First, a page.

While Buffalo schools are looking for millions of dollars more from Albany in the annual school aid budget fight, the district is diving into the intricacies of its spending and hoping to knock millions off its costs.
Adding up the regular budget and ancillary spending, the district will spend nearly $1 billion this year, with a deficit in the works and one likely next year. Clearly, that depends on what Albany sends out in a very harsh fiscal year.
That is why district managers are delving into where the money will go and are looking at shaving $11 million in their planned budget. While that may not seem like a lot, those savings carry over into the planning for the year after also.
District CFO Geoff Pritchard said it starts adding up pretty quickly.
"If we find it and there are a lot of things Dr. Cash and I are looking at right now that we want to start diving into, in terms of efficiencies, cost reductions in certain areas," Pritchard said. "If we save that $10.8 million in next year's budget, that should continue on. Again, any cost savings you have or if you can find recurring revenues, those can carry on year after year after year."
It is important because much of the district bank account reserve is being spent on the new teachers contract and there are other contracts to be settled, likely with additional costs.
Pritchard says the push for more charter schools and more charter school students would mean more money flowing to those charters with some sticking to the district coffers and potentially allowing the closing of up to three schools, saving millions.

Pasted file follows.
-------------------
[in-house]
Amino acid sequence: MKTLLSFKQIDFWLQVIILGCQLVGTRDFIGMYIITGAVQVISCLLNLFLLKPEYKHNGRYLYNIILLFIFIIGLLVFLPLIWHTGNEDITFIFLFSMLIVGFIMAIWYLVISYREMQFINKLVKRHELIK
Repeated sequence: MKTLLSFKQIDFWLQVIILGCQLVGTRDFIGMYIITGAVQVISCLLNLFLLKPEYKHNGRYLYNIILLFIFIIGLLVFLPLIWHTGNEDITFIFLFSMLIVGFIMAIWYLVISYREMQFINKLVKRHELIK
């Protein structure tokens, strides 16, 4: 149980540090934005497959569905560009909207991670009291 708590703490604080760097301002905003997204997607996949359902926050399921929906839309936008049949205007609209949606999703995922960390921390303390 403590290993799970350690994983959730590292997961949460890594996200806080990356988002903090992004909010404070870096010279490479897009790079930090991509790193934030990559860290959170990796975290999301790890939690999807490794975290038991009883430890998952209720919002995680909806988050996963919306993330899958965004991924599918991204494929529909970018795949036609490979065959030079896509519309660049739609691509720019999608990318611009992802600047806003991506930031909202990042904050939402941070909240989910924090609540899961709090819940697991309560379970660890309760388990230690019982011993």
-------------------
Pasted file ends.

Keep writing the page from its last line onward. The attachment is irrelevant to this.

"Current revenue for us that will then pass to the charters, while they are going to take students out of our schools," Pritchard said. "If they take them out of our schools, then we don't even need to staff our schools, may even have to close schools and so forth. I don't put that in the actual model, but that's something that I know as essentially deficit reductions. If you have charters over the next three or four years that are planning to add 1,500 students, that's like three of our schools."
Pritchard says students are not moving out of one school and into one charter, they are coming from all over the place.
"Over the long term, over the course of years, the district has and will continue to downsize for the movement of these students," Pritchard said. "And you may even find that we are able to decide a lot of things going on, that the district schools become a better option for some of these students that decide they want to stay."